“The continent is now 1.47C hotter than it was in 1910 and sea levels around the coastline are rising at an accelerating rate.”

The New Daily – 23 November 2022:
Report details Australia’s hotter, rainier and more dramatic climate
“CSIRO report paints bleak picture of Australia’s ‘dramatic’ climate future.”

9 News Australia: Weather ‘extremes’ to play out across Australia’s east coast

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So, what happened at COP27?

“One step forward and one step back,” said some. Others said: “World still on brink of climate catastrophe after COP27 deal.”

In a newsletter from Egypt, Climate Reality concluded: “What was perhaps the most important COP since Paris in 2015 led to a historic breakthrough: the creation of a loss and damage fund to support the most vulnerable countries before, during, and after climate-related disasters. But the conference also saw a major setback, as nations stalled on committing to phasing out fossil fuels and reducing emissions, as we need to in order to keep warming under 1.5 degrees Celsius.”

The rich world’s governments arrived at the conference in Egypt saying “it’s now or never”. They left saying “how about never?”. We sail through every target and objective, red line and promised restraint towards a future in which the possibility of anyone’s existence starts to dwindle towards zero. Every life is a madly improbable gift. For how much longer will we sit and watch while our governments throw it all away?

George Monbiot

The Guardian – 19 November 2022:
Our leaders had a final chance to halt climate breakdown. They failed each and every one of us
“It’s a miracle that any one of us is alive today. Those with the power to grant that miracle to future generations chose not to.” By George Monbiot

The Conversation – 22 November 2022:
COP27 will be remembered as a failure – here’s what went wrong
“So why did COP27 fail? And what can be done before the next summit – COP28 in Dubai – to ensure progress?”

BQ Prime – 23 November 2022:
COP27 Tackled The Consequences Of Climate Change, But Not The Cause – Fossil Fuels
“Both the cause and the consequence of climate change could never make it to the talks agenda for the past three decades.”

Garry Cooper on Linkedin – 23 November 2022:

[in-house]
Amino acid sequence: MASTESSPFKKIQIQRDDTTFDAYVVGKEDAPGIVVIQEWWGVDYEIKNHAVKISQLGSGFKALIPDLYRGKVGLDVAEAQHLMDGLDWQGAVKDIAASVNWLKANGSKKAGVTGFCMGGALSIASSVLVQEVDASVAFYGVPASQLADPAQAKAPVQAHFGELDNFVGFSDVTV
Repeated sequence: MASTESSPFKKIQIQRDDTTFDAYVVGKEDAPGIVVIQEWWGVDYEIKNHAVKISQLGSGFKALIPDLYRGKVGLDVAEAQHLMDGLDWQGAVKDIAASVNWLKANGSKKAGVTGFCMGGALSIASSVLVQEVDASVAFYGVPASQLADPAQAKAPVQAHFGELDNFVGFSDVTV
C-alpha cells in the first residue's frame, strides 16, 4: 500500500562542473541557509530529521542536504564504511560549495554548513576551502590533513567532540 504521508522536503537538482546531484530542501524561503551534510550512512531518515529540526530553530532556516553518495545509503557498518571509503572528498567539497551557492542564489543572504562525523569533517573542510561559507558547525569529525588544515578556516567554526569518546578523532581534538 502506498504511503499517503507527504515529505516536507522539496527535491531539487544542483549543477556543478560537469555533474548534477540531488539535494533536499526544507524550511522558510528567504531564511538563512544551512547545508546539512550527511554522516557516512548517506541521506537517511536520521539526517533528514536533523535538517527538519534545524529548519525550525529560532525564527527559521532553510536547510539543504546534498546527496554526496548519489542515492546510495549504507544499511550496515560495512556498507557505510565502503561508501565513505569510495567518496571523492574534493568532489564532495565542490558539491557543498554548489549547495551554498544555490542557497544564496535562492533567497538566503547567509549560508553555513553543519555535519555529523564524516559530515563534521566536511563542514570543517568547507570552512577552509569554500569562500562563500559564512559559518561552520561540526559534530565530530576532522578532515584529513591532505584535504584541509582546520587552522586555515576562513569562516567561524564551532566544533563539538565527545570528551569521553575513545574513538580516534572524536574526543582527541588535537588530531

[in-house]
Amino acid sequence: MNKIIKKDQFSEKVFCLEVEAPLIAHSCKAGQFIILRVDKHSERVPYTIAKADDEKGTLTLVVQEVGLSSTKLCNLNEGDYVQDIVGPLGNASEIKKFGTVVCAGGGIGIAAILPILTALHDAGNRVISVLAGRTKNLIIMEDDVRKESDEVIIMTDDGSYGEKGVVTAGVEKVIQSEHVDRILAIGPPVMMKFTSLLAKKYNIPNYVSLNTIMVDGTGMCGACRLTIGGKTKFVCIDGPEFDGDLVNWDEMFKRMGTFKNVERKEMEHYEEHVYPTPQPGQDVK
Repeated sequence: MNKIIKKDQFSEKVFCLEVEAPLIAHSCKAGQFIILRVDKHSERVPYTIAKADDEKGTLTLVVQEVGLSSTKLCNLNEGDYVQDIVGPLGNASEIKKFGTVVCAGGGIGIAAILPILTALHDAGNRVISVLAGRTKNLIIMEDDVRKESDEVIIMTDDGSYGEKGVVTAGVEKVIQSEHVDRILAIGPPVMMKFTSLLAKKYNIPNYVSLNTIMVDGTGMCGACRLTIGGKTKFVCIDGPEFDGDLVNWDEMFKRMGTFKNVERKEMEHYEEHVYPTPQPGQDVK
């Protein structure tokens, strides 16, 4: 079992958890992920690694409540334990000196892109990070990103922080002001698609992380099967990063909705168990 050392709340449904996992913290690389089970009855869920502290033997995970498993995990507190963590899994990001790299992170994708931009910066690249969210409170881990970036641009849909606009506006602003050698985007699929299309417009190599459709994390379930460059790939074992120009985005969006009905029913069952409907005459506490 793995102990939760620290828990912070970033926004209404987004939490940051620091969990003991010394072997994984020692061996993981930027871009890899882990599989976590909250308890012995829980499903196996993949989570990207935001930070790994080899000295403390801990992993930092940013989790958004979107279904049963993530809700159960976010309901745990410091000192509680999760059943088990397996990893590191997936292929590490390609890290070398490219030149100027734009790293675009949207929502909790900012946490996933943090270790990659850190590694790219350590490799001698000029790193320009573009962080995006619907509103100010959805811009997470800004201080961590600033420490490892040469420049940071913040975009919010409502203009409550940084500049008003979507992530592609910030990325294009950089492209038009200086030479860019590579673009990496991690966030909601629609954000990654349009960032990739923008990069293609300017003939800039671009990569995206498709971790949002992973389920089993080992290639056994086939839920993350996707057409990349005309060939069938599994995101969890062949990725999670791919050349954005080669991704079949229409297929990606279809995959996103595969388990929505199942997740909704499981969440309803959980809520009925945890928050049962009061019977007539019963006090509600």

Doomsday vs brighter days: how we think about our climate fight at COP27
““Moral cowardice.” “Highway to hell.” “Cooperate or perish.” “You might as well bomb us.” These were phrases not-so-loosely tossed around at COP27.”

Alexander Verbeek on Medium – 22 November 2022:
COP27: Is a step forward on climate justice worth the price of zero progress at emission reductions?
“Every COP sends the delegations back home with homework for the next one. This time it’s not different, and much attention will go to the loss and damage fund. Next year, when the 1.5C target of Paris will get uncomfortably close to our rapidly warming planet, the COP will meet the United Arab Emirates in November 2023. An oil-producing state with one of the highest carbon footprints in the world.”

“The COP conferences have failed to protect the world from climate change. It is already happening and already causing misery. The conferences are not driving change at the pace or scale needed to meet the crisis in which we find ourselves.”

~ Nick O’Malley, Environment and Climate Editor, The Age

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From the Twitterstream


The Teals



Fossil fuel criminals

Planetary emergency

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Events we have talked about in The Sustainable Hour

Events in Victoria

The following is a collation of Victorian climate change events, activities, seminars, exhibitions, meetings and protests. Most are free, many ask for RSVP (which lets the organising group know how many to expect), some ask for donations to cover expenses, and a few require registration and fees. This calendar is provided as a free service by volunteers of the Victorian Climate Action Network. Information is as accurate as possible, but changes may occur.



List of running petitions where we encourage you to add your name

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The Sustainable Hour is streamed live on the Internet and broadcasted on FM airwaves in the Geelong region every Wednesday from 11am to 12pm (Melbourne time).

» To listen to the program on your computer or phone, click here – or go to where you then click on ‘Listen Live’ on the right.